By Edmund Sim
The Institute of Southeast Asian Studies (ISEAS) has published a fascinating paper on the ASEAN Secretariat entitled “A Strong Secretariat, a Strong ASEAN? A Re-evaluation”.
Incorporating oral history and written reflections, this paper provides a socio-political analysis of the ASEAN Secretariat, positing that the ASEAN Secretariat actually had robust authority and influence during the pre-Charter era, only to have it eroded by a lack of resources and support to decline to its current state.
|The ASEAN Secretariat headquarters in South Jakarta, Indonesia. |
Photo by Gunawan Kartapranata / CC BY-SA 3.0
The paper asserts that the heyday of the ASEAN Secretariat began in 1992 when the Secretary General of the ASEAN Secretariat became the Secretary General of ASEAN. With that change in status came higher salaries and increased resources, which attracted talent from within the region.
Just as importantly, the paper puts forth that the ASEAN Secretariat assumed a greater role over ASEAN matters through a combination of geniality and indirect influence, particularly when a weaker ASEAN member served as the ASEAN Chair (imagine an ASEAN-version of Sir Humphrey Appleby from “Yes, Minister”).
However, according to the paper, the failure of the ASEAN Secretariat to keep up with market salary levels, an influx of less experienced officers from the newer, less developed ASEAN members, and personnel policies that discouraged staff retention all eroded the overall capability of the ASEAN Secretariat, as well as the ties between the ASEAN Secretariat’s staff and the ASEAN member states, resulting in a decline in its influence on ASEAN.
The paper opines that the formalization of the authority of the ASEAN Secretariat and the ASEAN Secretary General coincided with, but did not cause, a decline in influence. Yet, according to the paper, the culture of geniality remained, albeit with lessened indirect influence.
Thus, the paper concludes that the ASEAN Secretariat actually had strength and authority in the past. Hence calls to strengthen the ASEAN Secretariat should be considered with this in mind, e.g., that a strengthened ASEAN Secretariat is actually a return to a norm rather than an unprecedented situation. Furthermore, without improving the operating culture of ASEAN, increasing the formal authority of the ASEAN institutions alone will not strengthen ASEAN.
I think this paper is a welcome addition to the very small collection of scholarly material focused on the ASEAN institutions themselves. However, I would make some additional points.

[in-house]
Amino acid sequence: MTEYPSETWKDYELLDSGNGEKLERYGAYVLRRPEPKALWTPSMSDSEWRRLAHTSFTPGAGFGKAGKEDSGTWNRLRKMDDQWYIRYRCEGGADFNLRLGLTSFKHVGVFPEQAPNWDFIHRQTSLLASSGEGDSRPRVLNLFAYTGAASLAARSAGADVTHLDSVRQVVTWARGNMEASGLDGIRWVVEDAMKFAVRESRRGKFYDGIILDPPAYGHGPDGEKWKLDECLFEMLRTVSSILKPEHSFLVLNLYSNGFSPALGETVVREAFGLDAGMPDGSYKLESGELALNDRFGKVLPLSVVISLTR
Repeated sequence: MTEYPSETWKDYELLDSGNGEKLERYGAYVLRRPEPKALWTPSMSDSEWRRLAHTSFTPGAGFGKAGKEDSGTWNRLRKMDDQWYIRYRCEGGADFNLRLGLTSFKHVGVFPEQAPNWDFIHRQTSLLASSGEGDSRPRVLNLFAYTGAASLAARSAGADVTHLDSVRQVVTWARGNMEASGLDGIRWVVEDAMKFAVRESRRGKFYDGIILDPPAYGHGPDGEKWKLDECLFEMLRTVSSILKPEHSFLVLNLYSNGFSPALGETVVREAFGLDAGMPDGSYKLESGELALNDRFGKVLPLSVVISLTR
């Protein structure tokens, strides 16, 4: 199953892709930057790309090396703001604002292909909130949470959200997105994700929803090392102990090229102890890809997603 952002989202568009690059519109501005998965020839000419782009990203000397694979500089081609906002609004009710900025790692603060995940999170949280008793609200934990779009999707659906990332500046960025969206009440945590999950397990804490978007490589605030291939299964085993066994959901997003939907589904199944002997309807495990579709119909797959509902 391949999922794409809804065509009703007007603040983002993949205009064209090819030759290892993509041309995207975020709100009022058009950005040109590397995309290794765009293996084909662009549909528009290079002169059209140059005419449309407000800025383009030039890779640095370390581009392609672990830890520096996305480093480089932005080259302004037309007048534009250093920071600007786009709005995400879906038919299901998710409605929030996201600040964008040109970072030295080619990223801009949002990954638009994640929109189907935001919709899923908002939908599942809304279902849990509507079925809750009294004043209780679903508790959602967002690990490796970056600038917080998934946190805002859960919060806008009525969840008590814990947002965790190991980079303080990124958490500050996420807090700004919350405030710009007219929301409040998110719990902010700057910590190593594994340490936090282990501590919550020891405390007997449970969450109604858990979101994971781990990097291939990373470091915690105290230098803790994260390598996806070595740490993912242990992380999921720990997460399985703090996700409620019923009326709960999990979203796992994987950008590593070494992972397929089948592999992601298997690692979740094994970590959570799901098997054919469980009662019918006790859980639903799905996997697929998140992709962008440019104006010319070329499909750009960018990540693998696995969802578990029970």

First, the purported heyday of the ASEAN Secretariat in the 1990s and 2000s was a time where ASEAN was smaller and less formal. This was the case, in particular, for political-security matters. Since that time, ASEAN and its commitments have grown significantly, particularly in the ASEAN Economic Community (AEC).
Under such circumstances, the ASEAN Secretariat would necessarily have to take on more formal roles (and has done so), as the depth and breadth of the AEC has developed. Hence in its AEC role, at least, the ASEAN Secretariat cannot operate as it did 20-25 years ago (although a stronger ASEAN Secretariat probably could do so in political-security matters).
Second, the resources, capability and culture of any international bureaucracy are always inter-related. For example, there were institutional deficiencies in the early days of the EU, as salary and status did not keep up with those of national governments or the private sector. The EU also has had to incorporate less experienced officers from newer member states. Yet as the EU strengthened its institutions with funding and resources, they were able to attract better officials, creating a virtuous cycle whereby better officials strengthen the institutions.
If the ASEAN leaders were to make the same commitment to a more professionalized ASEAN Secretariat with better funding and support, the Secretariat will attract qualified staff from all across ASEAN and create its own virtuous cycle.
In sum, the paper does shine a useful light on the unwritten history of the ASEAN Secretariat, showing that the interactions of a regional organization such as ASEAN do not only depend on formal rules, but also on the people involved: it is a living entity.
I hope that ASEAN’s leaders keep this in mind as they examine the challenges facing ASEAN, and the need to strengthen the ASEAN institutions.
Edmund Sim is an American international trade lawyer and partner in the trade boutique firm Appleton Luff. He also teaches the first course on the law and policy of the ASEAN Economic Community at National University of Singapore law school and has served as an adviser to the ASEAN Secretariat and various ASEAN government ministries. He publishes the ASEAN Economic Community Blog.